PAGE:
Furthermore, Monahan failed to take the proper steps to receive a ruling from the district court on the unpled issue. Rule 15(b) instructs the trial court to freely allow amendment of the pleadings when the presentation of the merits of the action will be subserved thereby and the objecting party fails to satisfy the court that the admission of such evidence would prejudice the party. In response to the state's objection, however, Monahan's post-conviction counsel did not cite Rule 15(b), indicate that he wished to amend the pleadings, or indicate that he wished to try a new and unpled theory of ineffective assistance. Rather, post-conviction counsel argued that the new theory of ineffective assistance regarding an effort to withdraw the guilty plea was “part and parcel” to the existing pleadings. The district court properly rejected that argument.2 Monahan failed to acknowledge he wished to try the unpled issue and, therefore, the record is devoid of any explanation from Monahan on how the unpled issue would have “subserved” the merits of the action or any explanation from the state as to how it may have been prejudiced. Additionally, if Monahan believed that the district court had erred by not ruling on this unpled issue, he could have taken steps to correct the mistake after the district court issued its written order. Rule 15(b) allows amendment of the pleadings to conform to the evidence upon motion of any party at any time, even after judgment. Additionally, Rule 59 allows the trial court either on its own initiative or on motion by the parties to correct errors both of fact and law that had occurred in its proceedings. See Dunlap, 141 Idaho at 58, 106 P.3d at 384. Pursuant to Rule 59(e) Monahan had the right to move to alter or amend the judgment within fourteen days of the order denying post-conviction relief because of a perceived issue impliedly tried in the hearing pursuant to Rule 15(b). Monahan's failure to take proper steps to have the district court address the unpled issue is consistent with the notion that the parties had not consensually tried the additional issue.
We hold that the parties did not expressly or impliedly consent to trying Monahan's unpled assertion that counsel provided ineffective assistance with regard to an effort to withdraw the guilty plea. Generally, issues not raised below may not be considered for the first time on appeal. Sanchez v. Arave, 120 Idaho 321, 322, 815 P.2d 1061, 1062 (1991). This Court will not address an issue that is argued to be “part and parcel” of general allegations in a post-conviction application but not properly asserted below at an evidentiary hearing. We therefore decline to address Monahan's unpled claim of ineffective assistance with regard to an effort to withdraw the guilty plea as a claim that was tried by the express or implied consent of the parties.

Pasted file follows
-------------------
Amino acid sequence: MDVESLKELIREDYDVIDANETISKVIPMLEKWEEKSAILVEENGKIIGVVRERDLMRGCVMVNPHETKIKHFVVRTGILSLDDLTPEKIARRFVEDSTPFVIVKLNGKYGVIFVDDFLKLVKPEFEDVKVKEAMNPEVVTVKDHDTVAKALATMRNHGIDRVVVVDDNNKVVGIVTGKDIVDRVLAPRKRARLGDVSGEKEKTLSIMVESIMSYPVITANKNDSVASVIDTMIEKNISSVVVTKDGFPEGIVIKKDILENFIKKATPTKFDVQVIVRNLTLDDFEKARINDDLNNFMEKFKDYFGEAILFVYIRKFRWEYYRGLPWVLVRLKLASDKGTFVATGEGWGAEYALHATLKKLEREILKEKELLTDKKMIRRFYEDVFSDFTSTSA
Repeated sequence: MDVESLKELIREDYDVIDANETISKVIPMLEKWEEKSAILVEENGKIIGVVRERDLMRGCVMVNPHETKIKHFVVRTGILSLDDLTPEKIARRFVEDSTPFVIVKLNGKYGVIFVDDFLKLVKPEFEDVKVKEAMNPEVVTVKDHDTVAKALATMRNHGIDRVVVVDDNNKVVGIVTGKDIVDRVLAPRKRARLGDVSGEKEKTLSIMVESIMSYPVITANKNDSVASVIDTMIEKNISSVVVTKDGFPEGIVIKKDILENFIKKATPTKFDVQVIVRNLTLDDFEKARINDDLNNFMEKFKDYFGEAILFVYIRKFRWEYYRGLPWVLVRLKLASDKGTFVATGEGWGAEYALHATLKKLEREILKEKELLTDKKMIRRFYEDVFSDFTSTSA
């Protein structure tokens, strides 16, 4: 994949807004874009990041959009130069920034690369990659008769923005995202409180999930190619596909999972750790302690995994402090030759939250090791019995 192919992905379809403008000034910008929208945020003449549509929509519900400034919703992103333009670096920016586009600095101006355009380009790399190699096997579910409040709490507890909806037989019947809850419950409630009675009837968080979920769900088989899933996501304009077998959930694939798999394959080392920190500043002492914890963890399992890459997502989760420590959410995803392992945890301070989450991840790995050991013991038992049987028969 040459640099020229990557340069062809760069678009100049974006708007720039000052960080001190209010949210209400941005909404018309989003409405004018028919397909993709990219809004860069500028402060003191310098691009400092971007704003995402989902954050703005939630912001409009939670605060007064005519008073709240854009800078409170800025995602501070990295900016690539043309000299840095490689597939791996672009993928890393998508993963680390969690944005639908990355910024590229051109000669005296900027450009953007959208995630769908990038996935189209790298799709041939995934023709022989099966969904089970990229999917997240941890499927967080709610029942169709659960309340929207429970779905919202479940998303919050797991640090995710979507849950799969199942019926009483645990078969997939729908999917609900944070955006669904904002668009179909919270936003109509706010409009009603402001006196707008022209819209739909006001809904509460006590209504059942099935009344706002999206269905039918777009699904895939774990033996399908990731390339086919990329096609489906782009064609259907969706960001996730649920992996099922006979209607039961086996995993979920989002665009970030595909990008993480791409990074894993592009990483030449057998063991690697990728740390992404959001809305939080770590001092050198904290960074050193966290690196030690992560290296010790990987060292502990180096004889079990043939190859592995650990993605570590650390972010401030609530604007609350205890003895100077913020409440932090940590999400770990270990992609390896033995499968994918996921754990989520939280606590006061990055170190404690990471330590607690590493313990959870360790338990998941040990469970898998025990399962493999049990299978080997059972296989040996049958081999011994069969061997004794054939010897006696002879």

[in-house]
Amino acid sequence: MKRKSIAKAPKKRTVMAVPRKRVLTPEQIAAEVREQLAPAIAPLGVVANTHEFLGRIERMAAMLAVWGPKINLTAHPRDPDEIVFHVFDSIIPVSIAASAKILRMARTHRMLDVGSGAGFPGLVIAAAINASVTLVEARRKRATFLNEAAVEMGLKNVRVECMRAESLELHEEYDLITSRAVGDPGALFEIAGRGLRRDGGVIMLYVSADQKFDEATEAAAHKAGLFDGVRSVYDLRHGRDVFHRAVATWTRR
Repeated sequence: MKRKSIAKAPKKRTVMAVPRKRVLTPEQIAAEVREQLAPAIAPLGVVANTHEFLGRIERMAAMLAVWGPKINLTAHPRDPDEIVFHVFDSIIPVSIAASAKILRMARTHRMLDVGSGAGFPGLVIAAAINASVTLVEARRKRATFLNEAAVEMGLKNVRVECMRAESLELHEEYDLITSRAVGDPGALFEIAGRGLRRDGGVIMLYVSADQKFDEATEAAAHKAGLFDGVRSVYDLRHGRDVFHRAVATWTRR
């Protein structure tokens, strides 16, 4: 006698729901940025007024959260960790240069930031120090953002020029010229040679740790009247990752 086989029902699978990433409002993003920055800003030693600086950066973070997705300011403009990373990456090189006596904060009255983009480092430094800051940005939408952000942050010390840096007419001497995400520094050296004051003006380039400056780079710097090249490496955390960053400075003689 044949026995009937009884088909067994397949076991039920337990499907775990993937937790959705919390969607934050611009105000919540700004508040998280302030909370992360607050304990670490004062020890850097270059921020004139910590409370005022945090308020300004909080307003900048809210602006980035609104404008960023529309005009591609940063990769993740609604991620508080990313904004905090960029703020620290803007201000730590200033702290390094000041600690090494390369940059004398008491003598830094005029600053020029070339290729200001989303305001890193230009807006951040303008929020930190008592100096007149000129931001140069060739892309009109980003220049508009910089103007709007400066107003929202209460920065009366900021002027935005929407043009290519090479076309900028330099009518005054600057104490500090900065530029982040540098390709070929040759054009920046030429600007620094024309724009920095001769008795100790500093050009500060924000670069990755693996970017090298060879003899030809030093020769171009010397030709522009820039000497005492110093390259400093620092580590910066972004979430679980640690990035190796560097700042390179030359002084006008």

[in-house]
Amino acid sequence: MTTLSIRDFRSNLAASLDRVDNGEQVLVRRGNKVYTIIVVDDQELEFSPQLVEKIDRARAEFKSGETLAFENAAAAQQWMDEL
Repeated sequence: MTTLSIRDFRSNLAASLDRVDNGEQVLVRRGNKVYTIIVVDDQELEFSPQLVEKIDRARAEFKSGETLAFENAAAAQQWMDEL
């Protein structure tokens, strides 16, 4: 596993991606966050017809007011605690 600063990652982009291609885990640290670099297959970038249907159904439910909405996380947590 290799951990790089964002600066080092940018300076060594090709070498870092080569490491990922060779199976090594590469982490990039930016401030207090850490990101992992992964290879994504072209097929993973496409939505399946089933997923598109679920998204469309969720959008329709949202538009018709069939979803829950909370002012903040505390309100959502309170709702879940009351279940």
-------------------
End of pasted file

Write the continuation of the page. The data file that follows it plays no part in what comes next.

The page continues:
Monahan's alternative theories, raised for the first time in his reply brief, are that the district court abused its discretion by not addressing this unpled basis for ineffective assistance and that trial counsel's ineffective assistance constituted fundamental error which we may review for the first time on appeal. A reviewing court looks to the initial brief on appeal for the issues presented on appeal. Hernandez v. State, 127 Idaho 685, 687, 905 P.2d 86, 88 (1995); Henman v. State, 132 Idaho 49, 51, 966 P.2d 49, 51 (Ct.App.1998). Issues raised for the first time in a reply brief will not be addressed on appeal. Hernandez, 127 Idaho at 687, 905 P.2d at 88; Henman, 132 Idaho at 51, 966 P.2d at 51. We decline to address Monahan's alternative theories because he failed to raise them in his opening brief.
The parties did not expressly or impliedly consent to trial on Monahan's unpled claim that he received ineffective assistance of counsel with regard to an effort to withdraw his guilty plea. Because they were raised for the first time in Monahan's reply brief on appeal, we decline to address Monahan's alternative theories on appeal. We affirm the district court's order dismissing his application for post-conviction relief after an evidentiary hearing. No costs or attorney fees are awarded on appeal.
1. Monahan has therefore waived any additional bases for relief on appeal. See Powell v. Sellers, 130 Idaho 122, 128, 937 P.2d 434, 440 (Ct.App.1997).
2. We note that claims of ineffective assistance of counsel should be individually pled with specificity. All too often, both in the district court and on appeal, counsel attempts to use one broad category such as “failure to investigate” as a spring board to raise any argument they wish as “part and parcel” of the claim. Such a practice is strongly discouraged.
Chief Judge GUTIERREZ and Judge LANSING concur.
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Docket No: No. 32878.
Decided: April 22, 2008
Court: Court of Appeals of Idaho.